Health Fitness

"polynesian bodies" – Why Polynesian bodies develop muscles better

The Polynesians are descendants of those first sailors who crossed the great waters and became the original inhabitants of the South Pacific Islands. To survive those long, cold ocean voyages, their Polynesian bodies evolved to develop maximum muscle-building capacity as a means of generating and preserving body temperature.

This was a direct adaptation to an environmental factor. Those that could not adapt died, while the survivors carried with them genetic advantages, creating a kind of hybrid body, capable of performing enormous feats of physical labor, with very few calories and very little water.

The colonization of the Pacific islands only encouraged the Polynesian body to propagate these genetic traits, as the early islanders literally dug their homes out of the forests with their bare hands. Taming wildlife and horticulture was a Herculean feat, and the scarcity of fresh water developed the need for the Polynesian body to store fluids efficiently.

These early evolutionary patterns form the basis of the contemporary Polynesian body. Allows Polynesian bodies:

1. Build muscle easily

2. Possess unique strength for massive capabilities

3. Withstand harsh environmental conditions more easily.

4. Enduring long periods with little food and little water

Unfortunately, these adaptations also mean that Polynesian bodies

1. Store excess energy more easily as body fat

2. Store excess water subcutaneously

3. Burn calories at a slower and more gradual rate

In the absence of the extreme physical labors performed by our Polynesian ancestors, and the abundant food in Western cultures, it’s no surprise that Polynesian bodies have a tendency to accumulate unsightly body fat. This storage of excess energy was a survival adaptation for the lean days prevalent in island cultures, but entirely absent in Western cultures.

Here are 3 of the best tips to improve a Polynesian body

1. Exercise, choosing intense weight training instead of cardio.

Polynesian bodies are designed to be exercised at maximum intensity. Once or twice a week is enough. If you weight train 5 or 6 days a week, I guarantee you can train twice as hard once or twice a week. Another way to look at it is this: if you can weight train for 90 minutes, I bet you can train harder for 40 minutes. Remember that you can train hard or you can train long, but you can’t do both. Always choose to train hard. Intense training triggers the release of muscle-building hormones into the bloodstream. Jane Fonda workouts no. Polynesian bodies respond well to incredibly intense training regimens performed less frequently.

2. Do not eat every day.

This one may surprise you, especially if you’re Polynesian, but it’s true. You may have heard that if you don’t eat every few hours, your body goes into starvation mode, blah blah blah. Who came up with this idea? Did they take the rest of the day off for such brilliance? That simply is not true. Polynesian bodies are descended from a genetic strain of humans that could survive for weeks without food or rest and very little water.

Early man tracked herds across vast expanses, on foot, and when they finally attacked their prey, they could somehow muster the strength and energy, in this depleted state, to run and kill a beast more than ten times its size. I know one thing for sure. Put a bunch of these early hominins in the NFL and they’d stomp the snot out of those juice heads. We need to harness that power and use the energy stored in the body.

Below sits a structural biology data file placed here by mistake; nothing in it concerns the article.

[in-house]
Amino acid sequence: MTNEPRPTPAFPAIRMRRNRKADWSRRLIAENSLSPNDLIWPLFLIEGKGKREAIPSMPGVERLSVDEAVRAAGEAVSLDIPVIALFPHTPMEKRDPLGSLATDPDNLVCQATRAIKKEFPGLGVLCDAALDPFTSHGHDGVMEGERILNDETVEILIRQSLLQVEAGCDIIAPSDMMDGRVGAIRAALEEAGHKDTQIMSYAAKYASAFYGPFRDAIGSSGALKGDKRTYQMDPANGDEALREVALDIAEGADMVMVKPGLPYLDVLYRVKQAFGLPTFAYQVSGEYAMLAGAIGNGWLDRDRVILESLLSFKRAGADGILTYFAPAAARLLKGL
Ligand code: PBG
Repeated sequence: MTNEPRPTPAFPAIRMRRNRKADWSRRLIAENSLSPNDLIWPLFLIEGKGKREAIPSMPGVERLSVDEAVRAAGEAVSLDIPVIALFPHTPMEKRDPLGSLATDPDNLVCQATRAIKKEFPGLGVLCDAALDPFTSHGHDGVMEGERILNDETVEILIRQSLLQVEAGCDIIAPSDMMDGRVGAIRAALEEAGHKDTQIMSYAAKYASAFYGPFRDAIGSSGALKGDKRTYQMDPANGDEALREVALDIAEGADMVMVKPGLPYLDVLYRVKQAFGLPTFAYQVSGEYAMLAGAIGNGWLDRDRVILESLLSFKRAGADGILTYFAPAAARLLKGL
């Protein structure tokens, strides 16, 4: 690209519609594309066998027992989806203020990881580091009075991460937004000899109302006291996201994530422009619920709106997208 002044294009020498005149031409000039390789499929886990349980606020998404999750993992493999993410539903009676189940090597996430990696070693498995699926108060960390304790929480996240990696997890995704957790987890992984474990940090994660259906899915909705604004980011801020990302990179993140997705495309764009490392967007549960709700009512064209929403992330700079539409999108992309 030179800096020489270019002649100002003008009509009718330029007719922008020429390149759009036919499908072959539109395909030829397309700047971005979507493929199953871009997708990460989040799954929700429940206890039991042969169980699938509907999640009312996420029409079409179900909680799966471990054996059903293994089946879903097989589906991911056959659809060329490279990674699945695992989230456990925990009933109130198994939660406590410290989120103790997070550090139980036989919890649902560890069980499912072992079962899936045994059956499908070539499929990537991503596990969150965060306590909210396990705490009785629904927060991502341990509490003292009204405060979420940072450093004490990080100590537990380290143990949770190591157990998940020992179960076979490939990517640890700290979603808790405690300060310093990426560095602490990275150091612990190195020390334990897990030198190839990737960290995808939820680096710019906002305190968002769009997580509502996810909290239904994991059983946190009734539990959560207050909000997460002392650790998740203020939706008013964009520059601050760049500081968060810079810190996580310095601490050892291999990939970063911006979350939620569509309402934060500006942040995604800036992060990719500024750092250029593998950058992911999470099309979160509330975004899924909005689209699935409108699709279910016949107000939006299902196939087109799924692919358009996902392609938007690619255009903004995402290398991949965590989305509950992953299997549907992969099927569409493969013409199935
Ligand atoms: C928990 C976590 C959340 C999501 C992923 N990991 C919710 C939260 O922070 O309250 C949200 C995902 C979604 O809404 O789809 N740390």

The idea that you feel tired all the time and that you need to eat constantly to maintain your energy levels are fabrications of the weak modern mind that prevent us from exploiting the immensity of our true human potential.

3. Eat real, natural, unprocessed foods indigenous to the islands, and eat enough to be satisfied.

A Polynesian body can store more water, so drink plenty to discourage water retention.

Organic fruits, vegetables, seafood, coconut oil, taro, along with chicken, pork, and beef are the mainstays of the Polynesian diet. These are the foods that Polynesian bodies have adapted to assimilate efficiently over hundreds of years of evolution. Polynesians should not consume processed foods. Canned foods and commercially packaged foods combined with naturally high-fat Polynesian diets create metabolic chaos in the Polynesian body. Eliminate all processed and man-made foods gradually.

Through the evolutionary process of natural selection, Polynesian bodies may become the ultimate source of energy for building muscle, or an unsightly storage system for excess energy and water weight. Polynesian bodies can build muscle more efficiently because they have slightly lower metabolisms and a genetic propensity to store more water. More than 70% of muscle is water. This is a wonderful adaptation for gaining muscle mass, but a bit detrimental when the desire is to burn body fat and remove subcutaneous water. Polynesian bodies also possess a unique hormonal environment that allows muscle gain to take place more effectively. A gift to the contemporary Polynesian body from their ancestors who survived some of the most brutal ocean stresses.

To get closer to genetic potential, a Polynesian bodybuilder must train with extreme intensity, less frequently, control caloric intake and manage their water correctly.

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